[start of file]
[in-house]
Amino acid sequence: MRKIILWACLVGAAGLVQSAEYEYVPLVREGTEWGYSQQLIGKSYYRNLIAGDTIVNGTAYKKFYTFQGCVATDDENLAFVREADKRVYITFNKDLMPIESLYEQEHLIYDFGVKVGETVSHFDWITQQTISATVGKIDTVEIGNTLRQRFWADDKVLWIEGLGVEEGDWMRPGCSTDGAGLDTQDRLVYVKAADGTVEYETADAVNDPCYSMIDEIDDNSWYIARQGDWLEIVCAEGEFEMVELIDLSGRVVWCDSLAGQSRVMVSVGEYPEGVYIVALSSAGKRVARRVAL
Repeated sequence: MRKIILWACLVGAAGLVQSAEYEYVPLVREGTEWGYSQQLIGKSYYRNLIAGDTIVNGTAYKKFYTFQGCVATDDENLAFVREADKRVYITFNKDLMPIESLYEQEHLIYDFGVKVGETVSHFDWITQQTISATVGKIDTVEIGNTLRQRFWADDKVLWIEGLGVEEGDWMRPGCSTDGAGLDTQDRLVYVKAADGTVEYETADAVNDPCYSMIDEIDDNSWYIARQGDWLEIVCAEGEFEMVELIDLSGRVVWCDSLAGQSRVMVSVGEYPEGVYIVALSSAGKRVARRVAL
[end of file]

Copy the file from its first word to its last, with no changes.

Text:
[in-house]
Amino acid sequence: MRKIILWACLVGAAGLVQSAEYEYVPLVREGTEWGYSQQLIGKSYYRNLIAGDTIVNGTAYKKFYTFQGCVATDDENLAFVREADKRVYITFNKDLMPIESLYEQEHLIYDFGVKVGETVSHFDWITQQTISATVGKIDTVEIGNTLRQRFWADDKVLWIEGLGVEEGDWMRPGCSTDGAGLDTQDRLVYVKAADGTVEYETADAVNDPCYSMIDEIDDNSWYIARQGDWLEIVCAEGEFEMVELIDLSGRVVWCDSLAGQSRVMVSVGEYPEGVYIVALSSAGKRVARRVAL
Repeated sequence: MRKIILWACLVGAAGLVQSAEYEYVPLVREGTEWGYSQQLIGKSYYRNLIAGDTIVNGTAYKKFYTFQGCVATDDENLAFVREADKRVYITFNKDLMPIESLYEQEHLIYDFGVKVGETVSHFDWITQQTISATVGKIDTVEIGNTLRQRFWADDKVLWIEGLGVEEGDWMRPGCSTDGAGLDTQDRLVYVKAADGTVEYETADAVNDPCYSMIDEIDDNSWYIARQGDWLEIVCAEGEFEMVELIDLSGRVVWCDSLAGQSRVMVSVGEYPEGVYIVALSSAGKRVARRVAL